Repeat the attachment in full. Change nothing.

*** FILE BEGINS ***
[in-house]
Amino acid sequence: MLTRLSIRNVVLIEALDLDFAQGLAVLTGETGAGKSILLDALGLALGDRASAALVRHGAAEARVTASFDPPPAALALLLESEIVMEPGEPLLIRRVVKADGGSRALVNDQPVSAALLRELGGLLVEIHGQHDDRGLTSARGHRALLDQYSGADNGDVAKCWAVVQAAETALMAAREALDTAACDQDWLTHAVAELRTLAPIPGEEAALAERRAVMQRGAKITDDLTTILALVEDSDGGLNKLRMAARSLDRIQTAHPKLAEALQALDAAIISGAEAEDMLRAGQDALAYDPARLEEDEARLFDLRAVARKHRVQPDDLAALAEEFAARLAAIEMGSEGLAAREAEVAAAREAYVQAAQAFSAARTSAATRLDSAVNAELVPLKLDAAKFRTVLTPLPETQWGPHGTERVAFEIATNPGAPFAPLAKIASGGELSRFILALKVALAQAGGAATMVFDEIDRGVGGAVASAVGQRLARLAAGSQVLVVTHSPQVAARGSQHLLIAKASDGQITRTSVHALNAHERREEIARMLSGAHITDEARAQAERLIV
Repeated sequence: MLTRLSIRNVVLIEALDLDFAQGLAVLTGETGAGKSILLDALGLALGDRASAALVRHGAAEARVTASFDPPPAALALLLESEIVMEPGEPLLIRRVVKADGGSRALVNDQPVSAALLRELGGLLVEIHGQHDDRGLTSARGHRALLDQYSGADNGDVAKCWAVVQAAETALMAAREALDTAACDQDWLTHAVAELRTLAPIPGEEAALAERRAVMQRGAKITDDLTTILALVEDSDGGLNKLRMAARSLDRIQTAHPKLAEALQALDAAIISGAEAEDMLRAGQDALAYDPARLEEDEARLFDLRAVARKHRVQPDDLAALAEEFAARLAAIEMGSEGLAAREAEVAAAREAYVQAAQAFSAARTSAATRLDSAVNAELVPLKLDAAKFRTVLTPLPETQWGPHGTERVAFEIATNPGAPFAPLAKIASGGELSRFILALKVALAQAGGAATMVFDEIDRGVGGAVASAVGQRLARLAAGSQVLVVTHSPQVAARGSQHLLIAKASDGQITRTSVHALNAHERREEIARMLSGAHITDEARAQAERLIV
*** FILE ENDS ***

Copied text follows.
[in-house]
Amino acid sequence: MLTRLSIRNVVLIEALDLDFAQGLAVLTGETGAGKSILLDALGLALGDRASAALVRHGAAEARVTASFDPPPAALALLLESEIVMEPGEPLLIRRVVKADGGSRALVNDQPVSAALLRELGGLLVEIHGQHDDRGLTSARGHRALLDQYSGADNGDVAKCWAVVQAAETALMAAREALDTAACDQDWLTHAVAELRTLAPIPGEEAALAERRAVMQRGAKITDDLTTILALVEDSDGGLNKLRMAARSLDRIQTAHPKLAEALQALDAAIISGAEAEDMLRAGQDALAYDPARLEEDEARLFDLRAVARKHRVQPDDLAALAEEFAARLAAIEMGSEGLAAREAEVAAAREAYVQAAQAFSAARTSAATRLDSAVNAELVPLKLDAAKFRTVLTPLPETQWGPHGTERVAFEIATNPGAPFAPLAKIASGGELSRFILALKVALAQAGGAATMVFDEIDRGVGGAVASAVGQRLARLAAGSQVLVVTHSPQVAARGSQHLLIAKASDGQITRTSVHALNAHERREEIARMLSGAHITDEARAQAERLIV
Repeated sequence: MLTRLSIRNVVLIEALDLDFAQGLAVLTGETGAGKSILLDALGLALGDRASAALVRHGAAEARVTASFDPPPAALALLLESEIVMEPGEPLLIRRVVKADGGSRALVNDQPVSAALLRELGGLLVEIHGQHDDRGLTSARGHRALLDQYSGADNGDVAKCWAVVQAAETALMAAREALDTAACDQDWLTHAVAELRTLAPIPGEEAALAERRAVMQRGAKITDDLTTILALVEDSDGGLNKLRMAARSLDRIQTAHPKLAEALQALDAAIISGAEAEDMLRAGQDALAYDPARLEEDEARLFDLRAVARKHRVQPDDLAALAEEFAARLAAIEMGSEGLAAREAEVAAAREAYVQAAQAFSAARTSAATRLDSAVNAELVPLKLDAAKFRTVLTPLPETQWGPHGTERVAFEIATNPGAPFAPLAKIASGGELSRFILALKVALAQAGGAATMVFDEIDRGVGGAVASAVGQRLARLAAGSQVLVVTHSPQVAARGSQHLLIAKASDGQITRTSVHALNAHERREEIARMLSGAHITDEARAQAERLIV